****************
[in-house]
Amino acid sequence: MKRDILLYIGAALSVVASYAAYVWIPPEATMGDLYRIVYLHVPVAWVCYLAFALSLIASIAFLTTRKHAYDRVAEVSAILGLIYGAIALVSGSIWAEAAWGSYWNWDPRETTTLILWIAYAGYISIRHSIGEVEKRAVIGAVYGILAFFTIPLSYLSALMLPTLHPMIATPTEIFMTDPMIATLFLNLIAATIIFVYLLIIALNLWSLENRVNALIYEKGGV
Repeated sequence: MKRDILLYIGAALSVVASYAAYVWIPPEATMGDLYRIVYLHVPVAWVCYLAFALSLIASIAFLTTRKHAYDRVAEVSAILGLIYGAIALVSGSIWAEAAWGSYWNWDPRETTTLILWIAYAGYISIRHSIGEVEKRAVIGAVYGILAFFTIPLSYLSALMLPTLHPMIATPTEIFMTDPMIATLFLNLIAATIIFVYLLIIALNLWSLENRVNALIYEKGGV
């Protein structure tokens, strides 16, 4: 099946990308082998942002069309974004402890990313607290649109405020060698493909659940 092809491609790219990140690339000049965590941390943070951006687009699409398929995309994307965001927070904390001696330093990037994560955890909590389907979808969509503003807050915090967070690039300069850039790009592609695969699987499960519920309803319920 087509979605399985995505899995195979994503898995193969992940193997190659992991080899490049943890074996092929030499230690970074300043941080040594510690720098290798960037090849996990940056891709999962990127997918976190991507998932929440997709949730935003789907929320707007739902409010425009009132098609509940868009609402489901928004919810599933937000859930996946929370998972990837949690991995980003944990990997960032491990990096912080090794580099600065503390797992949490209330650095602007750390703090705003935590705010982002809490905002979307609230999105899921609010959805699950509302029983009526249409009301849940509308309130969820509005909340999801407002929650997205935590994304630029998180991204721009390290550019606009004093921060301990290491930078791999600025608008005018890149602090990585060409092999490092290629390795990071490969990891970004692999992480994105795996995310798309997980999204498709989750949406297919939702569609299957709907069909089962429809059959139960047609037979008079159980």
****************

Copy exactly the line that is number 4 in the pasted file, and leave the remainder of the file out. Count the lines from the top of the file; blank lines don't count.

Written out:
């Protein structure tokens, strides 16, 4: 099946990308082998942002069309974004402890990313607290649109405020060698493909659940 092809491609790219990140690339000049965590941390943070951006687009699409398929995309994307965001927070904390001696330093990037994560955890909590389907979808969509503003807050915090967070690039300069850039790009592609695969699987499960519920309803319920 087509979605399985995505899995195979994503898995193969992940193997190659992991080899490049943890074996092929030499230690970074300043941080040594510690720098290798960037090849996990940056891709999962990127997918976190991507998932929440997709949730935003789907929320707007739902409010425009009132098609509940868009609402489901928004919810599933937000859930996946929370998972990837949690991995980003944990990997960032491990990096912080090794580099600065503390797992949490209330650095602007750390703090705003935590705010982002809490905002979307609230999105899921609010959805699950509302029983009526249409009301849940509308309130969820509005909340999801407002929650997205935590994304630029998180991204721009390290550019606009004093921060301990290491930078791999600025608008005018890149602090990585060409092999490092290629390795990071490969990891970004692999992480994105795996995310798309997980999204498709989750949406297919939702569609299957709907069909089962429809059959139960047609037979008079159980």